The History of Magaliesburg

 

 

 

MANKIND

 

The Magaliesberg probably has the most intriguing and longest session of history, as man would have experienced, than anywhere else on earth.  The reason for this is the discovery of the remains of the earliest species of primitive man know today, in and around the Sterkfontein Caves, some 20 minutes drive from Magaliesburg. 

 

The tribes of the descendants of the earliest proto- hominids had free reign in this tranquil valley, and fished the clear streams, and hunted the vast herds of animals that roamed the plains, with is tools made initially from stone and later forged from iron.  While his life may have been threatened by the odd wild animal, or early death from injury or disease, man lived in total harmony with nature, which flourished in abundance in the greater Magaliesburg Area over the past two million years of his development.

 

Then, in what is very recent history, in the mid 1800’s, the savage feet of the great tribes of the north swept through the valley, bringing grief and a temporary tension to the once quiet paradise.  The Tribes moved on, and peace returned, but not for long, as war broke out again, when Mzilikazi’s impis attacked (generally after sunset), capturing the women and enslaving the men and young, to be incorporated into his army as warriors.

 

In the brief moments of time, it was not long afterwards, in the late 1800’s, that the “white” tribes from the south arrived, they too seeking their piece of this paradise and with guns ablazing, they drove back the local tribes and hunted the herds of game daily, causing their numbers to dwindle rapidly.

 

Then on 1 October 1899, war between the two “White Tribes”, the British and the Boer republics of Transvaal and Orange Free State, was declared.  Within a year, blood and human lives were lost between these two warring parties, in the Magaliesberg valleys, at Kommando Nek, Nooitgedacht and in many of the deep gorges and high ridges along the mountain side.

 

And since the days when peace was declared the turn of the last century/ 1902, peace reigned once again in this garden of Eden, where for over the past several decades, man has lived in a peaceful co-existence with nature, farming the land and toiling with the historic truths of democracy.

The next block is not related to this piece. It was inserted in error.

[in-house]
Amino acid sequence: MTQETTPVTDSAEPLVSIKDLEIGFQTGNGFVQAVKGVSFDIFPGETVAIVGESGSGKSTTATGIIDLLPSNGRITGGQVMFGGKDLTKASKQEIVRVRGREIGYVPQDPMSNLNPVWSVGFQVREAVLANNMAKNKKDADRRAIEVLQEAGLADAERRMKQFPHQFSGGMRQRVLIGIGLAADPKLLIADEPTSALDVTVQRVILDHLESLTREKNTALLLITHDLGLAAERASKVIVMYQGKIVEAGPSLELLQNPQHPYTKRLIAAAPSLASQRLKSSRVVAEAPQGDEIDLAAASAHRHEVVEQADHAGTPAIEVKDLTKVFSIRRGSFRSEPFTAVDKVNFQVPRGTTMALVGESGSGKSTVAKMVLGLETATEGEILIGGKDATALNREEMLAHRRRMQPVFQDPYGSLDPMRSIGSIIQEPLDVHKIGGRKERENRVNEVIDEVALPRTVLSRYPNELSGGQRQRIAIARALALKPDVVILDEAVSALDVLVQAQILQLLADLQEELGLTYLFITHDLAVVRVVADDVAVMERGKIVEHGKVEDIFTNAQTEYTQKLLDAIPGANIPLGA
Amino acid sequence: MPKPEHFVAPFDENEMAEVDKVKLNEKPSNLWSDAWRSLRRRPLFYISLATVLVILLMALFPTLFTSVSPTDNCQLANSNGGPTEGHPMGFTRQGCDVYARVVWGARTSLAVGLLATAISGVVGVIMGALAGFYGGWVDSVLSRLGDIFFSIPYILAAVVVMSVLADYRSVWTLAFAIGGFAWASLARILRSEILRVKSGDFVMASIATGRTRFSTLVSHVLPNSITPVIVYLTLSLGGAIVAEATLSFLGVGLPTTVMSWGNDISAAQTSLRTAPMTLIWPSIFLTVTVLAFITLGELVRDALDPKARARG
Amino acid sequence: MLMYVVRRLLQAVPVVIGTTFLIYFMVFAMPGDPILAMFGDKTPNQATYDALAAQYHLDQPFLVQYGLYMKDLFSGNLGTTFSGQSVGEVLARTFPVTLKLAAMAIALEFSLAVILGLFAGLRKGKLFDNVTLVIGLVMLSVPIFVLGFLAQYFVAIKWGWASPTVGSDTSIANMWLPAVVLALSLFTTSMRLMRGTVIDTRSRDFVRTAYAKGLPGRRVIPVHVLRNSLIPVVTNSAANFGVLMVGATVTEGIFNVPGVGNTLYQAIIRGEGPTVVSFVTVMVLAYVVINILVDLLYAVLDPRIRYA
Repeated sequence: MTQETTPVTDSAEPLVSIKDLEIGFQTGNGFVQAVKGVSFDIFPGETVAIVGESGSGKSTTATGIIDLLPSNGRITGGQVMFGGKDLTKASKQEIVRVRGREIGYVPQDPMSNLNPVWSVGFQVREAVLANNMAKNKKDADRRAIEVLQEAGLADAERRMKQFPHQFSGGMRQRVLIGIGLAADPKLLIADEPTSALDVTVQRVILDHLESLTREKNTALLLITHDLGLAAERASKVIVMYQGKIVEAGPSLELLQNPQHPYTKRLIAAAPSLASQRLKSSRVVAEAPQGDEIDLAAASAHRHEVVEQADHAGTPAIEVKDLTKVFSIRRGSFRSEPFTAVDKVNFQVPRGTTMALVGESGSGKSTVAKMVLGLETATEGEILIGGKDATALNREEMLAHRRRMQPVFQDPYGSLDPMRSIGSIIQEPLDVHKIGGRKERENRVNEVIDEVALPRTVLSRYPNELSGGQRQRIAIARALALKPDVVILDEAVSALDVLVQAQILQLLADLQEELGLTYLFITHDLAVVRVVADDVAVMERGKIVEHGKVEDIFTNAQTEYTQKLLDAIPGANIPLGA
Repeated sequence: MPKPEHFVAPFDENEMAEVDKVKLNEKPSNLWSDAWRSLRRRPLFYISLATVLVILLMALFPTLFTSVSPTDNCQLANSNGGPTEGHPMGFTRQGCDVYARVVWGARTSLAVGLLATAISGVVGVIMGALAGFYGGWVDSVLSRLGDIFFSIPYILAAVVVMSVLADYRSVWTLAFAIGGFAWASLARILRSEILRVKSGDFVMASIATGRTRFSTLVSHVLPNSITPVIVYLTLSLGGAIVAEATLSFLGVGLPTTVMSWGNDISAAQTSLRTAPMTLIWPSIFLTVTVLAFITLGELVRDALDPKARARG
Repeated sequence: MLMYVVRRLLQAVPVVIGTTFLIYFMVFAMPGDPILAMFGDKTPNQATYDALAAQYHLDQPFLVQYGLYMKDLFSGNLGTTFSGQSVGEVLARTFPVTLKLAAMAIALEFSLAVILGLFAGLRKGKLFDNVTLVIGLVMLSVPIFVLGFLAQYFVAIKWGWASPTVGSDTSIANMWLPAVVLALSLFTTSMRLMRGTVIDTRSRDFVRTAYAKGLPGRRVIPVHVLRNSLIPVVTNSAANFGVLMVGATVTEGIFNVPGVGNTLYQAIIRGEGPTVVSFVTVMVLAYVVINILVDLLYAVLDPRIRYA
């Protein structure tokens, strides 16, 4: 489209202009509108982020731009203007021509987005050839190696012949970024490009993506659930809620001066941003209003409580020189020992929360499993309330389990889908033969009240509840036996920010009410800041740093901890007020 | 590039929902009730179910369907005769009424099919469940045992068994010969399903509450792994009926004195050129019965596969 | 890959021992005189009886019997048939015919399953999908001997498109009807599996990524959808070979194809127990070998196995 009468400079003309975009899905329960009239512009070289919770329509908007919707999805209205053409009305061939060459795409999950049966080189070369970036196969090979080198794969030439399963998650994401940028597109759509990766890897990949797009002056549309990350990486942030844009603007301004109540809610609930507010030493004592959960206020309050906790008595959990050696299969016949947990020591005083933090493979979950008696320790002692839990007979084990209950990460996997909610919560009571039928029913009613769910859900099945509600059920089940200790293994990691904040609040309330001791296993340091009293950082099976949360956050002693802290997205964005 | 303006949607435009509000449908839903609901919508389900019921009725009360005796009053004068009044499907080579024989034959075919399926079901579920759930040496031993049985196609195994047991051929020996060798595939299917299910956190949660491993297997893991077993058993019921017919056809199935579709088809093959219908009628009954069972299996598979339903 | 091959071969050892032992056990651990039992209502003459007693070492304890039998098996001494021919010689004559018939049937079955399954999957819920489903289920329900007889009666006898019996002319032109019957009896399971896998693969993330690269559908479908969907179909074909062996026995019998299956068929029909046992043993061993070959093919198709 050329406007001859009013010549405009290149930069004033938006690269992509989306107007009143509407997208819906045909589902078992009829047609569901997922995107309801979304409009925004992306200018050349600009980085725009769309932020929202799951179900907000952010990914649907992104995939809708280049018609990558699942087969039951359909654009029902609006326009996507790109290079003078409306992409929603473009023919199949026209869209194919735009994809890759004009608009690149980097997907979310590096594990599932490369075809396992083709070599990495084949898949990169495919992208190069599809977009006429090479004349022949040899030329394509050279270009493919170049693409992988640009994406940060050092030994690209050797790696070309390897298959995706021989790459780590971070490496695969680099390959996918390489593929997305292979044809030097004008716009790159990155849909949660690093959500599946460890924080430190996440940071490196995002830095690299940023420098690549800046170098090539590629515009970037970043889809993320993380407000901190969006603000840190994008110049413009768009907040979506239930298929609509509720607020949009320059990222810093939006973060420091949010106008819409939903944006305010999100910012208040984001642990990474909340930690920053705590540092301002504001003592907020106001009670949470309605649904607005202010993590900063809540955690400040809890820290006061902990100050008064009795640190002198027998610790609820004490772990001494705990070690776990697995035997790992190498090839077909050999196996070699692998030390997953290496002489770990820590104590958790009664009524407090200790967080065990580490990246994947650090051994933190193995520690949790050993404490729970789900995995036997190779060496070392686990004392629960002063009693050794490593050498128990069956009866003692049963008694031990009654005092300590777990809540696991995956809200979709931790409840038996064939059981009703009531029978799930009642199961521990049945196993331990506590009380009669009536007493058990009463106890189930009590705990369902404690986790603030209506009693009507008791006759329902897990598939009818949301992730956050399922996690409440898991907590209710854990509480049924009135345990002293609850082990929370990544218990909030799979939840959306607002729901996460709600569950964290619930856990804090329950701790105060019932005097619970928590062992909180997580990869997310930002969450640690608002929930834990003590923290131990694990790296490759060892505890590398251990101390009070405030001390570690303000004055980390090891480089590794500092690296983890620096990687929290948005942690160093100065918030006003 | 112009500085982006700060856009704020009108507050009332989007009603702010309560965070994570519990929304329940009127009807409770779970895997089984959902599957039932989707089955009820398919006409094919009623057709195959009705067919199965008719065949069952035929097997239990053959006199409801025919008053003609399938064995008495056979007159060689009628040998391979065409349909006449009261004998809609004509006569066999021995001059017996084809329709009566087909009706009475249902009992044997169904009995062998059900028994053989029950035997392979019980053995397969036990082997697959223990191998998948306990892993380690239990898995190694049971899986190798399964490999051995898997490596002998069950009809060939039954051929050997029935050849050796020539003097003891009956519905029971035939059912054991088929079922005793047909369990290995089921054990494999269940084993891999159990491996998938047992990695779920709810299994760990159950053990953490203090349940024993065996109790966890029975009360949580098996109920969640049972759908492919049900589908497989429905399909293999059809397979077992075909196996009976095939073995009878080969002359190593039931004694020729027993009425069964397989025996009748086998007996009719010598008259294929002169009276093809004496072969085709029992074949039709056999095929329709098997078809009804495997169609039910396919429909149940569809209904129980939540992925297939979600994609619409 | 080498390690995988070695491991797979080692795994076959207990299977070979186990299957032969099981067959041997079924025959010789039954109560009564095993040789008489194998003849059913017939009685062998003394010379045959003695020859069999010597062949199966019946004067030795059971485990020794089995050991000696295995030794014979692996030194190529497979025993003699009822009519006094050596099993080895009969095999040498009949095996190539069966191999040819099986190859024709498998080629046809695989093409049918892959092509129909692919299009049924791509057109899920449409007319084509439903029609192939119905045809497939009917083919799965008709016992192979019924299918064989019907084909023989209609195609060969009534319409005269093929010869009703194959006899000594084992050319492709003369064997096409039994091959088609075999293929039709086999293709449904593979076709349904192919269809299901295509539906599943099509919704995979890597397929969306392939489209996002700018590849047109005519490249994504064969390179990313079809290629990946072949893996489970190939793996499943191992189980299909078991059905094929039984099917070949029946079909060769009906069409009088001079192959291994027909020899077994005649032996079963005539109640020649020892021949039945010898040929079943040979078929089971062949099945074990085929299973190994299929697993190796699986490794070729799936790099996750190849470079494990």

Today, Magaliesburg has developed into a tranquil haven of tourist attractions, with a number and variety of hospitality venues, where every human being descendant of the earliest species of mankind, is welcome to come back “home” and rest a while.  To soak in the peaceful atmosphere and relax in our paradise, just once again.

 

 

THE GEOGRAPHY

 

At a time, several millions of years ago (almost half the age of the Earth itself), the inland plain and drainage wetland underwent massive geological upheaval and the area slit into two sections, and the ground tilted to the north, forming a line of two parallel mountain ranges which stretch for some 120 kilometers, from Pretoria, through Rustenburg to the Pilanesburg.  This was the birth of the Magaliesberg Mountain range, which forms a natural barrier between the lower lying bushveld to the north, and the cooler highveld to the South and is the “meeting point” of many a species.  The Sable’s southern most area of habitat was found in this area, while for the Springbok, they were not found to live any further North than this majestic range.

 

The Witwatersrand Gold reef, was formed over hundreds of thousands of years, with its most northern reaches being discovered just a few kilometers from the present day village of Magaliesburg, at Blaauwbank.  This is where the first strike of the Witwatersrand System, was made and in 1874, the Blaauwbank area was pegged out for formal gold mining activities.  Here, the first mining company near the current Johannesburg was formed, named as the “Nil Desperandum Co-operative Quartz Company”.  The importance of this mine, was to attract miners to the present day Johannesburg Area and along with it and the discovery of rich and payable veins of gold, creating the largest settlement of man in Sub Saharan Africa.

 

Today, you can view the early day beginnings of Gold Mining activity, at the “still operational” Blaauwbank Gold Mine and Museum, within minutes drive of the village of Magaliesburg.

 

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